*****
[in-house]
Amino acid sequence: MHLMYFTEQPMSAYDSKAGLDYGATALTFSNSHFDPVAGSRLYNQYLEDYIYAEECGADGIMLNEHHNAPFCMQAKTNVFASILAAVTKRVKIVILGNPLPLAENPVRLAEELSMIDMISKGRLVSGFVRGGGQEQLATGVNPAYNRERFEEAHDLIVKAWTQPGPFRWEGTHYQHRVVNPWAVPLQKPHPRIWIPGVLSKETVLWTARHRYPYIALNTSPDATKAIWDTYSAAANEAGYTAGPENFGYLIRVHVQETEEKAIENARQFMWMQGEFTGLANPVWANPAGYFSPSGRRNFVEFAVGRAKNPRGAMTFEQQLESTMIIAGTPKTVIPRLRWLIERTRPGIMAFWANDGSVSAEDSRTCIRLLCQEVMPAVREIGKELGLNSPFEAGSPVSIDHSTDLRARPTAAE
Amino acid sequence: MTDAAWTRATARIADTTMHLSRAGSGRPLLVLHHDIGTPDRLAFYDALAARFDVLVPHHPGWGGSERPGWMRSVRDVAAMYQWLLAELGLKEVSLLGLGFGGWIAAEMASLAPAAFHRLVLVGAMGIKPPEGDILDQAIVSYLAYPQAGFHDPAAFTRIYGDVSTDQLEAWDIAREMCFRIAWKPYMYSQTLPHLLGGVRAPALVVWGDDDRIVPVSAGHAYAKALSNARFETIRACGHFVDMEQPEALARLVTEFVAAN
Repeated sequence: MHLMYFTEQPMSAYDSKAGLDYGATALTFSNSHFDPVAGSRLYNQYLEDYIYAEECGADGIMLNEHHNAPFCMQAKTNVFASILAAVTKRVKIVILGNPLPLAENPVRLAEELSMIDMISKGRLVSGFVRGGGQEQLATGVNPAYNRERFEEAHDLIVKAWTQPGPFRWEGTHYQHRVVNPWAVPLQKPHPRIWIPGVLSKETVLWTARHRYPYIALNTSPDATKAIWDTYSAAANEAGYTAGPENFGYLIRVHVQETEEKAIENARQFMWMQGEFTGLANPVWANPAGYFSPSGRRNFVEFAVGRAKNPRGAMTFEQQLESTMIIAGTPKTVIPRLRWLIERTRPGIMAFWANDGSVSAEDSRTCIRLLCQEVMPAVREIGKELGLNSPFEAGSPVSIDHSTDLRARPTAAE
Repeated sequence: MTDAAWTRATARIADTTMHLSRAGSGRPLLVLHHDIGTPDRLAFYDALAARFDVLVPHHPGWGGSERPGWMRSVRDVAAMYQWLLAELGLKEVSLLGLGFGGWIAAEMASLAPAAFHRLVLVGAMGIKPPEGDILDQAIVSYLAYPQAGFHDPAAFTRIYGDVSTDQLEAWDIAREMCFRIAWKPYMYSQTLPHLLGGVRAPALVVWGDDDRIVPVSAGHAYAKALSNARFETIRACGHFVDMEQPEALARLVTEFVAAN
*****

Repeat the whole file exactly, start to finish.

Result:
[in-house]
Amino acid sequence: MHLMYFTEQPMSAYDSKAGLDYGATALTFSNSHFDPVAGSRLYNQYLEDYIYAEECGADGIMLNEHHNAPFCMQAKTNVFASILAAVTKRVKIVILGNPLPLAENPVRLAEELSMIDMISKGRLVSGFVRGGGQEQLATGVNPAYNRERFEEAHDLIVKAWTQPGPFRWEGTHYQHRVVNPWAVPLQKPHPRIWIPGVLSKETVLWTARHRYPYIALNTSPDATKAIWDTYSAAANEAGYTAGPENFGYLIRVHVQETEEKAIENARQFMWMQGEFTGLANPVWANPAGYFSPSGRRNFVEFAVGRAKNPRGAMTFEQQLESTMIIAGTPKTVIPRLRWLIERTRPGIMAFWANDGSVSAEDSRTCIRLLCQEVMPAVREIGKELGLNSPFEAGSPVSIDHSTDLRARPTAAE
Amino acid sequence: MTDAAWTRATARIADTTMHLSRAGSGRPLLVLHHDIGTPDRLAFYDALAARFDVLVPHHPGWGGSERPGWMRSVRDVAAMYQWLLAELGLKEVSLLGLGFGGWIAAEMASLAPAAFHRLVLVGAMGIKPPEGDILDQAIVSYLAYPQAGFHDPAAFTRIYGDVSTDQLEAWDIAREMCFRIAWKPYMYSQTLPHLLGGVRAPALVVWGDDDRIVPVSAGHAYAKALSNARFETIRACGHFVDMEQPEALARLVTEFVAAN
Repeated sequence: MHLMYFTEQPMSAYDSKAGLDYGATALTFSNSHFDPVAGSRLYNQYLEDYIYAEECGADGIMLNEHHNAPFCMQAKTNVFASILAAVTKRVKIVILGNPLPLAENPVRLAEELSMIDMISKGRLVSGFVRGGGQEQLATGVNPAYNRERFEEAHDLIVKAWTQPGPFRWEGTHYQHRVVNPWAVPLQKPHPRIWIPGVLSKETVLWTARHRYPYIALNTSPDATKAIWDTYSAAANEAGYTAGPENFGYLIRVHVQETEEKAIENARQFMWMQGEFTGLANPVWANPAGYFSPSGRRNFVEFAVGRAKNPRGAMTFEQQLESTMIIAGTPKTVIPRLRWLIERTRPGIMAFWANDGSVSAEDSRTCIRLLCQEVMPAVREIGKELGLNSPFEAGSPVSIDHSTDLRARPTAAE
Repeated sequence: MTDAAWTRATARIADTTMHLSRAGSGRPLLVLHHDIGTPDRLAFYDALAARFDVLVPHHPGWGGSERPGWMRSVRDVAAMYQWLLAELGLKEVSLLGLGFGGWIAAEMASLAPAAFHRLVLVGAMGIKPPEGDILDQAIVSYLAYPQAGFHDPAAFTRIYGDVSTDQLEAWDIAREMCFRIAWKPYMYSQTLPHLLGGVRAPALVVWGDDDRIVPVSAGHAYAKALSNARFETIRACGHFVDMEQPEALARLVTEFVAAN